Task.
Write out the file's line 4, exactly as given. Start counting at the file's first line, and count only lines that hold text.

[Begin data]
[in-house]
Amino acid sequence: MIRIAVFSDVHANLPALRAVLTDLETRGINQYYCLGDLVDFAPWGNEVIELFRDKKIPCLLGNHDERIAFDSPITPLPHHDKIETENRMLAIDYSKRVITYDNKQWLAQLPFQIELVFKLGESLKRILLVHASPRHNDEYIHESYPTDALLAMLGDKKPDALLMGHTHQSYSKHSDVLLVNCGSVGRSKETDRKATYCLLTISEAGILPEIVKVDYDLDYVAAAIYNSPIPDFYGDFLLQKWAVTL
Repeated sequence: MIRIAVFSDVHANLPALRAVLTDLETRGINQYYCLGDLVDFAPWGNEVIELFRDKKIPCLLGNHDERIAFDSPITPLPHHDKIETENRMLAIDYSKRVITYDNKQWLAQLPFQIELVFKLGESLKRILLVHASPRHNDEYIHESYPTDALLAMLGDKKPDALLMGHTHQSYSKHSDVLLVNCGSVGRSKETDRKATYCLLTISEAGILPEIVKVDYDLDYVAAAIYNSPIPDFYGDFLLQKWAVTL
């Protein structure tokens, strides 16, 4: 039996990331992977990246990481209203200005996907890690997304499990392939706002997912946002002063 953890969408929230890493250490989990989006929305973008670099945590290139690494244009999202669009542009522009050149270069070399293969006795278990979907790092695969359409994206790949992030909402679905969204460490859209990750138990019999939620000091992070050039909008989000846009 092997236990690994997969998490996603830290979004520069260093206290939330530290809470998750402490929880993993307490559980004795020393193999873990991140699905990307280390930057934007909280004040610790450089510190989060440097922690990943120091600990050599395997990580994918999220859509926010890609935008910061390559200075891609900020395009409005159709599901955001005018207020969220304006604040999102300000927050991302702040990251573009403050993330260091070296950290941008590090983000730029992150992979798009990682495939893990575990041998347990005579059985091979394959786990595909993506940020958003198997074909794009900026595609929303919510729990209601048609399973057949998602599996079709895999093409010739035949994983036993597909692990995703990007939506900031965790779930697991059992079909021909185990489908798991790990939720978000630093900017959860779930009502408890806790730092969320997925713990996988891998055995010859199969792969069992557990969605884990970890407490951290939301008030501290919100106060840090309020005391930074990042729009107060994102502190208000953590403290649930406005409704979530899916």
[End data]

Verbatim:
């Protein structure tokens, strides 16, 4: 039996990331992977990246990481209203200005996907890690997304499990392939706002997912946002002063 953890969408929230890493250490989990989006929305973008670099945590290139690494244009999202669009542009522009050149270069070399293969006795278990979907790092695969359409994206790949992030909402679905969204460490859209990750138990019999939620000091992070050039909008989000846009 092997236990690994997969998490996603830290979004520069260093206290939330530290809470998750402490929880993993307490559980004795020393193999873990991140699905990307280390930057934007909280004040610790450089510190989060440097922690990943120091600990050599395997990580994918999220859509926010890609935008910061390559200075891609900020395009409005159709599901955001005018207020969220304006604040999102300000927050991302702040990251573009403050993330260091070296950290941008590090983000730029992150992979798009990682495939893990575990041998347990005579059985091979394959786990595909993506940020958003198997074909794009900026595609929303919510729990209601048609399973057949998602599996079709895999093409010739035949994983036993597909692990995703990007939506900031965790779930697991059992079909021909185990489908798991790990939720978000630093900017959860779930009502408890806790730092969320997925713990996988891998055995010859199969792969069992557990969605884990970890407490951290939301008030501290919100106060840090309020005391930074990042729009107060994102502190208000953590403290649930406005409704979530899916």